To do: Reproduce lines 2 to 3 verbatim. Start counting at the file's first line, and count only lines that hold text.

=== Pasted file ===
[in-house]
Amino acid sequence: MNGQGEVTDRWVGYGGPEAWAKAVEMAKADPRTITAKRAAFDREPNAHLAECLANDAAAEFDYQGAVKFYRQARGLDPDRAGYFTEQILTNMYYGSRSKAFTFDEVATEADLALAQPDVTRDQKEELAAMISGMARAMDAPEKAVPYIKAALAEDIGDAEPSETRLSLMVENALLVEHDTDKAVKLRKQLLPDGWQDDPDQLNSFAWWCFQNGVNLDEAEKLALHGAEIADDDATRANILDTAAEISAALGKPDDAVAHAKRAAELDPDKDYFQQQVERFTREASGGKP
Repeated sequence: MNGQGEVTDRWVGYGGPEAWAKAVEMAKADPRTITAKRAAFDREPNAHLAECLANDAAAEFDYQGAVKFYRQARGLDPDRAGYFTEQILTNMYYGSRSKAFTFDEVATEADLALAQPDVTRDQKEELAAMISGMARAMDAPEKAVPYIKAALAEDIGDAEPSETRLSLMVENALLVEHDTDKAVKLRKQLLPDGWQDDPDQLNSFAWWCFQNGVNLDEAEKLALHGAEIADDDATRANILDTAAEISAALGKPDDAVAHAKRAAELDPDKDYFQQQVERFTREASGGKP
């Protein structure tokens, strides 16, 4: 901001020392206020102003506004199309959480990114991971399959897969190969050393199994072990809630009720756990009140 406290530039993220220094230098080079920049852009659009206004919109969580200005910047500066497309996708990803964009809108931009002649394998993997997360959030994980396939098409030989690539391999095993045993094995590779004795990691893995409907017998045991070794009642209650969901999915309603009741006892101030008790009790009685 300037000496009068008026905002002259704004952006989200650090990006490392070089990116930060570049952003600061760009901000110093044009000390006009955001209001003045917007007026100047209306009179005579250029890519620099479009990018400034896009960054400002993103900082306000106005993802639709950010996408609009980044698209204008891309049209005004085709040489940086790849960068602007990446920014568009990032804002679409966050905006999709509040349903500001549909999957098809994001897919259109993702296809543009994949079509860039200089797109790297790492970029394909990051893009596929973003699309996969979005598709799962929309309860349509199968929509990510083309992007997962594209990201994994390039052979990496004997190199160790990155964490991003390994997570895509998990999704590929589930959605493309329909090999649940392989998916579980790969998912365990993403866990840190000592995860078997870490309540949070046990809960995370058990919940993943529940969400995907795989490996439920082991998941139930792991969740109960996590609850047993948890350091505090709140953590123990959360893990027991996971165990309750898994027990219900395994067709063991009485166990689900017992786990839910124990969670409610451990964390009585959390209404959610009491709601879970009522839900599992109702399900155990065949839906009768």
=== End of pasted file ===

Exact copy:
Amino acid sequence: MNGQGEVTDRWVGYGGPEAWAKAVEMAKADPRTITAKRAAFDREPNAHLAECLANDAAAEFDYQGAVKFYRQARGLDPDRAGYFTEQILTNMYYGSRSKAFTFDEVATEADLALAQPDVTRDQKEELAAMISGMARAMDAPEKAVPYIKAALAEDIGDAEPSETRLSLMVENALLVEHDTDKAVKLRKQLLPDGWQDDPDQLNSFAWWCFQNGVNLDEAEKLALHGAEIADDDATRANILDTAAEISAALGKPDDAVAHAKRAAELDPDKDYFQQQVERFTREASGGKP
Repeated sequence: MNGQGEVTDRWVGYGGPEAWAKAVEMAKADPRTITAKRAAFDREPNAHLAECLANDAAAEFDYQGAVKFYRQARGLDPDRAGYFTEQILTNMYYGSRSKAFTFDEVATEADLALAQPDVTRDQKEELAAMISGMARAMDAPEKAVPYIKAALAEDIGDAEPSETRLSLMVENALLVEHDTDKAVKLRKQLLPDGWQDDPDQLNSFAWWCFQNGVNLDEAEKLALHGAEIADDDATRANILDTAAEISAALGKPDDAVAHAKRAAELDPDKDYFQQQVERFTREASGGKP